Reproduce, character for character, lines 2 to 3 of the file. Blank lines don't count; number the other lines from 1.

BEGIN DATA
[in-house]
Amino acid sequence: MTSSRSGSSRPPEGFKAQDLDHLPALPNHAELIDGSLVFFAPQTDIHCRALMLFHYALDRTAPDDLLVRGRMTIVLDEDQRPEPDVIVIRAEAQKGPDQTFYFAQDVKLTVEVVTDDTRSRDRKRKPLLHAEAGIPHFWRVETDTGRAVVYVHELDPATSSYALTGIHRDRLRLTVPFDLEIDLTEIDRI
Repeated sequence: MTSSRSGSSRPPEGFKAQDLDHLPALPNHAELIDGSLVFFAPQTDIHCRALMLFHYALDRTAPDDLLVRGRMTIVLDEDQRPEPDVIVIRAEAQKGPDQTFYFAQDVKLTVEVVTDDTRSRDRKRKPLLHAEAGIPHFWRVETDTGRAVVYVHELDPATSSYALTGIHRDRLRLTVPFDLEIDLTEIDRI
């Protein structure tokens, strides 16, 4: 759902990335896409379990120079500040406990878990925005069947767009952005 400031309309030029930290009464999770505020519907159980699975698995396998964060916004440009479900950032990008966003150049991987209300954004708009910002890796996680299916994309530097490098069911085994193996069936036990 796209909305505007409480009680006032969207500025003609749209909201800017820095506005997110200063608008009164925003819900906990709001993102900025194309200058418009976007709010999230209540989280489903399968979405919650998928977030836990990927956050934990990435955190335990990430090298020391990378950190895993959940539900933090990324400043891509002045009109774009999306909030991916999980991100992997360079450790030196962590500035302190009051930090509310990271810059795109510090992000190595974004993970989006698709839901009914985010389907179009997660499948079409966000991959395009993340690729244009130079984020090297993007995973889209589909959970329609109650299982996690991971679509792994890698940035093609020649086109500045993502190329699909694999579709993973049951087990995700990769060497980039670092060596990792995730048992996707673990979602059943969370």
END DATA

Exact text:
Amino acid sequence: MTSSRSGSSRPPEGFKAQDLDHLPALPNHAELIDGSLVFFAPQTDIHCRALMLFHYALDRTAPDDLLVRGRMTIVLDEDQRPEPDVIVIRAEAQKGPDQTFYFAQDVKLTVEVVTDDTRSRDRKRKPLLHAEAGIPHFWRVETDTGRAVVYVHELDPATSSYALTGIHRDRLRLTVPFDLEIDLTEIDRI
Repeated sequence: MTSSRSGSSRPPEGFKAQDLDHLPALPNHAELIDGSLVFFAPQTDIHCRALMLFHYALDRTAPDDLLVRGRMTIVLDEDQRPEPDVIVIRAEAQKGPDQTFYFAQDVKLTVEVVTDDTRSRDRKRKPLLHAEAGIPHFWRVETDTGRAVVYVHELDPATSSYALTGIHRDRLRLTVPFDLEIDLTEIDRI